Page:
Is your 'heart age' younger or older than your actual age? A heart risk assessment will help you find out by building a picture of your risk based on factors such as your age, sex, ethnicity, cholesterol levels, smoking history, blood pressure, family history and other health conditions.
What is a heart risk assessment?
A heart risk assessment is an estimate of how likely you are to have a heart attack or stroke in the next 5 years. If you have a 10% risk, it means that if there were 100 people with the same risk as you, we'd expect 10 of them to have a heart attack or stroke in the next 5 years.
This is calculated by building a risk profile based on the following factors:
- age and gender
- cholesterol levels
- smoking history
- blood pressure
- family history
- medical history – past or current heart problems, diabetes, stroke etc.
Some of these you can change. Some you can't. The key message is you have an important role to play in your health and the choices you make every day do matter. Over time, what we eat, drink, do and how we live increases or decreases our risk of heart disease and stroke.
When do I need to have an assessment?
The age when you are advised to start having heart checks changes, depending on your sex, ethnicity, and other risk factors.
If you have no known risk factors
|45 years||55 years|
If you are Māori, Pasifika or South Asian1
|30 years||40 years|
If you have the following risk factors:
|35 years||45 years|
If you have diabetes (type 1 or 2)
|As part of your yearly diabetes review|
If you have schizophrenia, major depressive disorder, bipolar disorder or other severe mental illness
What will the assessment tell me?
You will often be given a CVDRA score, eg, a CVDRA score of 20% means 20 out of 100 people (this is the same as 1 out of every 5 people) with this risk level are likely to have angina, a heart attack or stroke within the next 5 years. This is considered a high-risk level and you would want to know more about what you can do to lower your overall cardiovascular risk and improve your heart age.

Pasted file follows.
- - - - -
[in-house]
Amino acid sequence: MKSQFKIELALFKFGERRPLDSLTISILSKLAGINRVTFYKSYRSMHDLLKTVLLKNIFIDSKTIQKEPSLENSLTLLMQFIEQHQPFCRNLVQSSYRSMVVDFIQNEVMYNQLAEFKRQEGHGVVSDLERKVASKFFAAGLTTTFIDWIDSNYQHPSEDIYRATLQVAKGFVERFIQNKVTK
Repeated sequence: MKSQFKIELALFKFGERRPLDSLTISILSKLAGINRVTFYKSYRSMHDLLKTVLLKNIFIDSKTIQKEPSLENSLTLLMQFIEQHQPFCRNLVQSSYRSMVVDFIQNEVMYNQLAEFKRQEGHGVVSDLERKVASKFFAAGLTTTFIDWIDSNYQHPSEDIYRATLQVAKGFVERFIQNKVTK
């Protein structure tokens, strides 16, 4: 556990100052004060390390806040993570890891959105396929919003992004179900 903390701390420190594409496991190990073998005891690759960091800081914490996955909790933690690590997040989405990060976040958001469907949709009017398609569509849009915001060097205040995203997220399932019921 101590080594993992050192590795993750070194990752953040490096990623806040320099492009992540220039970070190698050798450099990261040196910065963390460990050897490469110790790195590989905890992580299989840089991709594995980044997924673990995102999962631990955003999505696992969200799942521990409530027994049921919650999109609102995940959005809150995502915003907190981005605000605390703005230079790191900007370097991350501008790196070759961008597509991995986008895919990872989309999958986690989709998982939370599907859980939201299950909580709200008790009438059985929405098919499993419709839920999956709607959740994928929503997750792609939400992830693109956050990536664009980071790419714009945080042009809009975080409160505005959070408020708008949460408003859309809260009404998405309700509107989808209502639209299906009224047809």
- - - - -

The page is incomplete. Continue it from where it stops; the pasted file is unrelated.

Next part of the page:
Is your heart happy?
If you want to find out how happy your heart is, answer the following 11 questions to review your risk factors:
|1) Do you regularly eat unhealthy foods (eg, high in saturated fat)?||Y / N|
|2) Do you smoke cigarettes?||Y / N|
|3) Are you a male over 45 or a female over 55?||Y / N|
|4) Are you of Māori, Pasifika or South Asian descent?||Y / N|
|5) Do you have diabetes?||Y / N|
|6) Have you had heart trouble or a stroke before?||Y / N|
|7) Do you have high blood pressure?||Y / N|
|8) Do you have high cholesterol?||Y / N|
|9) Are you overweight? ie, is your BMI more than or equal to 30?||Y / N|
|10) Is your waist circumference more than 102 cm in men or more than 88 cm in women?||Y / N|
|11) Do you spend less than 30 minutes a day being physically active||Y / N|
|12) Has anyone in your family (eg, a parent or sibling) had a heart attack or stroke before the age of 50 years?|
How did you score?
The more times you answered 'Yes' the more risk factors you have. Discuss this with your doctor or nurse to see how you can reduce your risk and use the links to other sections of this website.
What can I do about my risk?
You have an important role to play in your health.
The choices you make every day can change your risk of heart disease. There are many risk factors that work together to influence your risk of heart disease. Some of these risk factors can be changed, while others cannot.
Your age, gender, ethnicity, and family history of heart disease are beyond your control. However, there are some factors that you can change, such as your blood pressure, your cholesterol, what you eat and drink, if you smoke, and how much you move. Knowing your risk can help you to decide to make some positive lifestyle changes.
No matter how high or how low your risk of heart disease is, there are always choices you can make to manage your risk and improve your heart health. It is important to consider your own (and your family’s) personal beliefs and concerns when deciding what you would like to do to manage your risk.
Even a small change can have a positive impact on your risk of heart attack and stroke. The more you change, the better.
- If you smoke, stop smoking
- Move more
- Eat and drink for a healthy heart
- Reach a healthy weight
- Manage stress
- Take medications
- Complementary or traditional therapies*
*Please talk to your doctor before exploring this option
Your heart Heart Foundation, NZ